Trump-endorsing Sean Hannity has financial relationship with one of Donald’s shady veterans’ groups
Fox News host Sean Hannity is not just voting for Donald Trump this November — he has ties to a veterans’ organization that received a donation from the Republican presidential candidate,the Washington Post reported.
“Sean’s a great friend. He’s done a lot to help us,” said Freedom Alliance president Tom Kilgannon. “He continues to talk to people about us, and help us, and send support our way. He’s a great friend.”
That runs counter to the conservative networks’ description of the relationship between Hannity and the group, which cast it in the past tense.
“Sean Hannity has generously donated to, and proudly worked in the past with the Freedom Alliance organization,” a Fox spokesperson said in a statement. “But has not worked with them for a number of years, including the current election cycle.”
Hannity did not mention his connection to the group during an interview with Trump on Tuesday in which he stated he would be voting for him.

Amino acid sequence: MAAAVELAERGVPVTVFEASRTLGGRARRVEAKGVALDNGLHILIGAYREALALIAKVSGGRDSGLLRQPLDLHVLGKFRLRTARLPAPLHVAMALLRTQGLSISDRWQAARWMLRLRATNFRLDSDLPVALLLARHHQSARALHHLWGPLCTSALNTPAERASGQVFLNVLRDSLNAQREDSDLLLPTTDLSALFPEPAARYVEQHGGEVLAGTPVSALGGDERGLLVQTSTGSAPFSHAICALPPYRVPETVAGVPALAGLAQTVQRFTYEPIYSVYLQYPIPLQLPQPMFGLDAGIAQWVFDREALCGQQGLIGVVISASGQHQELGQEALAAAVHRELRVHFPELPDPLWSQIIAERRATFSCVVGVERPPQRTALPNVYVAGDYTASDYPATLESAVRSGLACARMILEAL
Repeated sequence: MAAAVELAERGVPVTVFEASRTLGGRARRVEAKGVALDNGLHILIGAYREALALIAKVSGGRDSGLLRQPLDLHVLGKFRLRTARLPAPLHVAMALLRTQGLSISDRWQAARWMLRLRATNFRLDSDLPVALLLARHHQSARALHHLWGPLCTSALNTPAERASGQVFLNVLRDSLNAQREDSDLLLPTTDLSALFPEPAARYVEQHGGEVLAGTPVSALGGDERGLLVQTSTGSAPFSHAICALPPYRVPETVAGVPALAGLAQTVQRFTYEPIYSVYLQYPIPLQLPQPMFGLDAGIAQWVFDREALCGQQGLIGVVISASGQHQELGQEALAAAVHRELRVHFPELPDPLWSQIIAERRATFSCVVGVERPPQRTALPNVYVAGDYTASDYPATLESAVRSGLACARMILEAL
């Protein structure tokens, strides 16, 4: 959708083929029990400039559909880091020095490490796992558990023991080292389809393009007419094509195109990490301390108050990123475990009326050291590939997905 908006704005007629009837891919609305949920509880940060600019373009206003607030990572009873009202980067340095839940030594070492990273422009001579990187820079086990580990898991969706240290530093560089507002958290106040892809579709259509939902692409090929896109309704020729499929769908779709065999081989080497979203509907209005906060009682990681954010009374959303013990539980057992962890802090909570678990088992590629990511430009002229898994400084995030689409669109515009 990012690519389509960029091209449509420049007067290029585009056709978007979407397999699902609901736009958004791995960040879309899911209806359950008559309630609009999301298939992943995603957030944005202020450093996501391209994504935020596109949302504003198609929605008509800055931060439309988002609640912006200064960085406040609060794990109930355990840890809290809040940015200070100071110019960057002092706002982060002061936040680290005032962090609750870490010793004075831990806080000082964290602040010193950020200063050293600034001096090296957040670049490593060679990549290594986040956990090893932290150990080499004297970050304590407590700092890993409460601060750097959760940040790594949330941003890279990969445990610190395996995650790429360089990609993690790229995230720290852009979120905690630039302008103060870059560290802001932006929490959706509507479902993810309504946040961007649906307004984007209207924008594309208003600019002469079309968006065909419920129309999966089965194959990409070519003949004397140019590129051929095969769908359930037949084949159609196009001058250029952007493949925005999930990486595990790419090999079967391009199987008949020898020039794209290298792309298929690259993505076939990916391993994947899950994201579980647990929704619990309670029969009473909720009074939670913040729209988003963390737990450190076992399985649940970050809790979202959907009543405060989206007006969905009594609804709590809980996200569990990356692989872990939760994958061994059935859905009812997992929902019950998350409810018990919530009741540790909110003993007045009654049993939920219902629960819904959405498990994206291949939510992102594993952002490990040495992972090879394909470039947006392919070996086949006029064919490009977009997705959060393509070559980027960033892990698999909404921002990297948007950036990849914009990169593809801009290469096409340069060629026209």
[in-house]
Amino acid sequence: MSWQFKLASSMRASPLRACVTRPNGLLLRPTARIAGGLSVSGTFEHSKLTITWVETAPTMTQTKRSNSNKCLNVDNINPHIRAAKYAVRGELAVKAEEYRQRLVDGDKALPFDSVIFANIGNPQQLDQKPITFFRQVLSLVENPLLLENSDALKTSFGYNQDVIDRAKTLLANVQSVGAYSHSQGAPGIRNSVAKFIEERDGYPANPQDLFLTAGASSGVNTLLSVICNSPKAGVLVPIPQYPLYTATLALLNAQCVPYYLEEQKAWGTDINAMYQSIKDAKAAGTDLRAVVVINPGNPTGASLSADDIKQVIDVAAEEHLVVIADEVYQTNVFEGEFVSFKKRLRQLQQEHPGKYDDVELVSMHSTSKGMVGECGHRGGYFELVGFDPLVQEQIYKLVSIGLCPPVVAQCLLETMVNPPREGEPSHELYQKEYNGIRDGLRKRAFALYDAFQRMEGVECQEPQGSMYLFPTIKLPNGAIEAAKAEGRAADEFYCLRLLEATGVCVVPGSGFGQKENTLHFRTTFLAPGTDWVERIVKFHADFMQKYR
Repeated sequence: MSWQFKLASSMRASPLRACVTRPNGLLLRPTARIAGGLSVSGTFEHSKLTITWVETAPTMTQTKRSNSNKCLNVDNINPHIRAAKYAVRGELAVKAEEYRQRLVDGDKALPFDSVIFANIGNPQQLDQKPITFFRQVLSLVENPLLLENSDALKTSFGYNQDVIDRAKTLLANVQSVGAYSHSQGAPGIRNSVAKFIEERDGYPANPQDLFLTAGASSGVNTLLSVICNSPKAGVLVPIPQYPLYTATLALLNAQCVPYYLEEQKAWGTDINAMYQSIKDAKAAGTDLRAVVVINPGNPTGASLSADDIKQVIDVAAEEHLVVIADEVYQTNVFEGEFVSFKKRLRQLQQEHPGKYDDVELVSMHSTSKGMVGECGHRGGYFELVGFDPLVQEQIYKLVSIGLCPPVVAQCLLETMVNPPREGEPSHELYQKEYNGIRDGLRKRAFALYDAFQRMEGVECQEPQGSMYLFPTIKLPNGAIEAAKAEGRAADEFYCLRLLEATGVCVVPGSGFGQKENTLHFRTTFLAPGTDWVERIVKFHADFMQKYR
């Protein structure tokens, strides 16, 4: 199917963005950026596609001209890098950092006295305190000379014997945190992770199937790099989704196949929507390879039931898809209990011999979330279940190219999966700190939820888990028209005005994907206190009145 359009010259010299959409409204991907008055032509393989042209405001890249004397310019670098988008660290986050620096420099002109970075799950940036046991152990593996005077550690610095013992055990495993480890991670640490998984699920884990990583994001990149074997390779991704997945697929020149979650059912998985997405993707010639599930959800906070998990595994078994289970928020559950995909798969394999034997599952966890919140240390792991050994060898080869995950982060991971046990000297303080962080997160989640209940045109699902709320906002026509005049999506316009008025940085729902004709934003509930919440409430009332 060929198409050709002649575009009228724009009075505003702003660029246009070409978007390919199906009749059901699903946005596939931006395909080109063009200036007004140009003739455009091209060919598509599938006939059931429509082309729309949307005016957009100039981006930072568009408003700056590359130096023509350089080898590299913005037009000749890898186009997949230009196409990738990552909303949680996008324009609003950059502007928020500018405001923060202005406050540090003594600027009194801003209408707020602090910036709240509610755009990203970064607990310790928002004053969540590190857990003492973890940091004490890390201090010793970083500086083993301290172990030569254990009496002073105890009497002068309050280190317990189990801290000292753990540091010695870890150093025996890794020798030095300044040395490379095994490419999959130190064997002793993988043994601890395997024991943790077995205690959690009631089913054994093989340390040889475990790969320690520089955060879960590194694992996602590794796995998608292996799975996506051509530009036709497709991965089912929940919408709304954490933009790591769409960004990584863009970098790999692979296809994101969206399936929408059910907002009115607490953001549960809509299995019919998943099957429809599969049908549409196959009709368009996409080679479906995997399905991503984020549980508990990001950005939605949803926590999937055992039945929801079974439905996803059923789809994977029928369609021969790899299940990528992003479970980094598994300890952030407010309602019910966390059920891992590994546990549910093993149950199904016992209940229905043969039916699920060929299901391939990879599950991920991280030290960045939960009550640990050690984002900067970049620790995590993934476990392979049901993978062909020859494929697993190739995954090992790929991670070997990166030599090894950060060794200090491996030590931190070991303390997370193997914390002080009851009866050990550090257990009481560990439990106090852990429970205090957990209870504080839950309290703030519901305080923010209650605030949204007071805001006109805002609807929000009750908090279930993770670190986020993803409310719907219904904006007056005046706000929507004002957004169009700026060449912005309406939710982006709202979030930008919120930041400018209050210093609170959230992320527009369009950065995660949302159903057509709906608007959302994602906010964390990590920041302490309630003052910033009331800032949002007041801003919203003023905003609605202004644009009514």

The group received a $75,000 donation from Trump, though Kilgannon said he was not sure if Hannity recommended it to the real estate mogul. Kilgannon also said that Hannity is not paid by his organization.
The host is not listed as an officer or employee in its tax filings. However, he did work with Freedom Alliance on a series of “Freedom Concerts” that drew criticism in 2010. As Mother Jones reported at the time, two other groups — VoteVets and Citizens for Responsibility and Ethics in Washington (CREW) — filed a complaint with the Federal Trade Commission (FTC) arguing that Kilgannon’s group did not live up to its promise that the money raised by the concerts would go toward a scholarship fund for veterans’ children.
The Virginia-based group, which was founded by former Marine Corps Lt. Col. Oliver North, has amassed a two-star rating (out of a possible four) from one watchdog group, Charity Navigator, as well as a “D” grade from Charity Watch.
The latter rating was downgraded from a “C-” because it had four years’ worth of “available assets in reserve.” Charity Watch president Daniel Borochoff questioned Trump’s donation, saying that Freedom Alliance was not “a high-flying charity.”
“You give to charity because there’s a need, right? Not because they’re wealthy already,” Borochoff said. “So why is [Trump] giving to groups that already have so much money?”